Unlike the previous three contests, when Tampa Bay overcame one-run deficits in the penultimate frame, the Rays were unable to score late when they needed it most and went on to lose, 4-3, to the White Sox on Monday night at U.S. Cellular Field.
The Rays had come from behind in the eighth in three games over the weekend in Kansas City, sweeping the Royals to move a season-high 10 games over .500.
On Monday, however, Tampa Bay's well of prosperity dried up despite furious rally attempts in both the eighth and ninth innings.
In the eighth, the Rays (51-42) had runners at first and second with one out and Carl Crawford at the plate against White Sox reliever Matt Thornton. The Rays, known for manufacturing runs on the bases, gambled, having Jason Bartlett attempt to steal third.
He promptly was thrown out by White Sox catcher A.J. Pierzynski, who threw out two runners in a game for the first time since July 20, 2008.
"I know J.B. did not get a good jump, and obviously that was a big play, but we've been winning a lot of games because we are willing to take chances," Rays manager Joe Maddon said. "We just messed that one up -- that's all. But I don't want our guys to stop taking risks based on one or two negative things that may occur."
The importance of Bartlett's out became even more heightened when Crawford singled to left, a hit that likely would have scored Bartlett easily to tie the game at 4.
"I thought I had a big enough lead and I thought he was slow enough," Bartlett said of Thornton's delivery. "I don't know if he sped up maybe just that pitch. But I was out by a lot.
"It [stinks] and all, but I want to stay aggressive in that situation."
The Rays continued to fight until the end, making the contest interesting by producing yet another mini-rally in the ninth. White Sox closer Bobby Jenks struck out the first two hitters he faced before Pat Burrell drew a walk and Willy Aybar singled to left, putting two runners aboard for pinch-hitter Gabe Gross. Jenks then walked Gross to load the bases.
With the sellout crowd of 39,024 on its feet, Bartlett worked the count full before striking out on a Jenks offspeed pitch to end the game.
Despite the defeat, Maddon praised his ballclub for never backing down.
"What a really intense baseball game," Maddon said. "Of course we wanted to win it, but ... I liked our intensity. I like the way we're going after things right now. I can't ask for anything more from our group."
Rays starter David Price, making his first start in 11 days thanks to the All-Star break, walked Scott Podsednik to lead off the game. Podsednik stole second and advanced to third on catcher Michel Hernandez's throwing error, which skipped into center field. Jermaine Dye then ripped a one-out single off the glove of Rays third baseman Evan Longoria, plating Podsednik for a 1-0 White Sox lead.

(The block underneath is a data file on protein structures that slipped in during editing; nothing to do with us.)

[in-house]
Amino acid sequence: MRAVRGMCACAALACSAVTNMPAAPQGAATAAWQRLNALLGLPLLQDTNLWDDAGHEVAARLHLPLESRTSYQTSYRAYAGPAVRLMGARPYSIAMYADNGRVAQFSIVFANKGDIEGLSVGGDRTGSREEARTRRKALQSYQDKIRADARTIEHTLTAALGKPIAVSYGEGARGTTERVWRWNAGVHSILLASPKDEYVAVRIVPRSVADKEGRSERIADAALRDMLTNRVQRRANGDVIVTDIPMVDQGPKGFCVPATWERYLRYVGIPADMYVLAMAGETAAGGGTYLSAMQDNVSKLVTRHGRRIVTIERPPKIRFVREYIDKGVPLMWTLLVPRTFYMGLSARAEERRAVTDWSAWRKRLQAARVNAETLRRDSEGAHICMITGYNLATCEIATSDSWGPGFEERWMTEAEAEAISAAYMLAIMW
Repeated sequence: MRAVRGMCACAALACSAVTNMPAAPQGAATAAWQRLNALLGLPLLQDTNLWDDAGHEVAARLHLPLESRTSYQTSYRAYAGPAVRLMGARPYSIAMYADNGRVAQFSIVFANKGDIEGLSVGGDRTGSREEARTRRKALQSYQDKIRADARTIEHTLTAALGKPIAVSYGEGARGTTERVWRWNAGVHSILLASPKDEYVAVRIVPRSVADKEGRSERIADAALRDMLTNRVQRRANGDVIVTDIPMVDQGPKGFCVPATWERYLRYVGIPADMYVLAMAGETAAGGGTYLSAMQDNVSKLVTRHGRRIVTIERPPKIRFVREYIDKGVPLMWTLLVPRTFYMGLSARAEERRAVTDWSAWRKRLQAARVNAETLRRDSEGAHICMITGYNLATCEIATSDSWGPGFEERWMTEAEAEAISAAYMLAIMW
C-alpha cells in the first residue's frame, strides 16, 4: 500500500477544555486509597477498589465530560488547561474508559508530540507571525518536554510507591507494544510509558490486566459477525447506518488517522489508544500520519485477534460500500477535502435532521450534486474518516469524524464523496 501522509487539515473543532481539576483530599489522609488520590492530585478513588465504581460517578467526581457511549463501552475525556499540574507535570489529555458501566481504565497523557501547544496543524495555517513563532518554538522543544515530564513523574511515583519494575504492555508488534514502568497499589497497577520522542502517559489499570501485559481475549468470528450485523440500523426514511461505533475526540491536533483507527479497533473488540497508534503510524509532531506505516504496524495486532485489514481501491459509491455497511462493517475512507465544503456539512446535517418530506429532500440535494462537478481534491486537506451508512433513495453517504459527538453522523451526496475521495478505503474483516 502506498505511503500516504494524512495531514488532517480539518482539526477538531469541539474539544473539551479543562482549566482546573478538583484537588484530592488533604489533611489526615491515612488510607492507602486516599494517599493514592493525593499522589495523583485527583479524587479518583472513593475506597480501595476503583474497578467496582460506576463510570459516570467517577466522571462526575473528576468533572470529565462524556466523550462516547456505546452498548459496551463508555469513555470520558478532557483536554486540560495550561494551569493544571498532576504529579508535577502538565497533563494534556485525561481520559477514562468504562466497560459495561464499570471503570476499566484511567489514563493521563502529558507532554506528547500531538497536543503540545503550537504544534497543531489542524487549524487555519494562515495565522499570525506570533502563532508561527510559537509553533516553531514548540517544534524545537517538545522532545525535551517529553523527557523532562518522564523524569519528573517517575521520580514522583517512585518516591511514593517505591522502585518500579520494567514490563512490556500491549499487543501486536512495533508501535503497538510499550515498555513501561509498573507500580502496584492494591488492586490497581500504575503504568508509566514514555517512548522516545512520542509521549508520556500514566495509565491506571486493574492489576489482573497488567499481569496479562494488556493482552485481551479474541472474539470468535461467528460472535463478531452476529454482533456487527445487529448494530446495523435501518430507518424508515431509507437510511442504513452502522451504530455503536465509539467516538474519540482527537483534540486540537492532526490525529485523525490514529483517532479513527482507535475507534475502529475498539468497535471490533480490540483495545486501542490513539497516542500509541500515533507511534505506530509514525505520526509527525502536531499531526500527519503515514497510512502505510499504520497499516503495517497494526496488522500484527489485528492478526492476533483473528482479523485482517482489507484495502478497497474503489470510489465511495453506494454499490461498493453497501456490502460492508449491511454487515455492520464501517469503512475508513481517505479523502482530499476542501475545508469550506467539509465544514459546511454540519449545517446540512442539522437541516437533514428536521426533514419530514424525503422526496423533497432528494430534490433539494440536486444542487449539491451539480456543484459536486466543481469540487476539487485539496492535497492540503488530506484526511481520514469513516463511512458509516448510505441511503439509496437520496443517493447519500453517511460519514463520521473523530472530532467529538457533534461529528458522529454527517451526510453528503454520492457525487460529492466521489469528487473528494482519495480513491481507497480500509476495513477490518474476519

Tampa Bay snared that run back in the top of the second when Ben Zobrist launched a solo home run to right field off White Sox starter Gavin Floyd (8-6). It was Zobrist's 18th homer this season.
But in the bottom of the third, Price served up a costly long ball to veteran Paul Konerko. Podsednik led off the inning by doubling to right-center field. Alexei Ramirez followed with a single to right, moving Podsednik to third with no outs. That brought a visit from Rays pitching coach Jim Hickey to talk things over.
Two batters later, Price surrendered a three-run home run to Konerko, moving the White Sox (48-44) in front, 4-1.
"I went back and watched it," Price said. "I thought it was a good pitch, but that's what good hitters do. They hit good pitches -- and that's what he did."
Price (3-4), who lasted six innings and allowed four runs on eight hits while striking out six and walking two, was not the least bit pleased with his performance.
"Losing is the worst," he said. "I don't care. I'm not satisfied with this. I don't want to even take this as progress. Six innings and four runs is unacceptable for me."
The Rays plated two runs after Konerko's blast, both on solo home runs. The speedy Crawford tallied an inside-the-park homer off the center-field wall in the fourth, and Longoria belted his 19th dinger of the season in the sixth.
Those runs set up a familiar framework for Tampa Bay to produce yet another splendid comeback on the road. Only this time, the Rays' magic formula vanished into the Chicago night.
Jesse Temple is an associate reporter for MLB.com. This story was not subject to the approval of Major League Baseball or its clubs.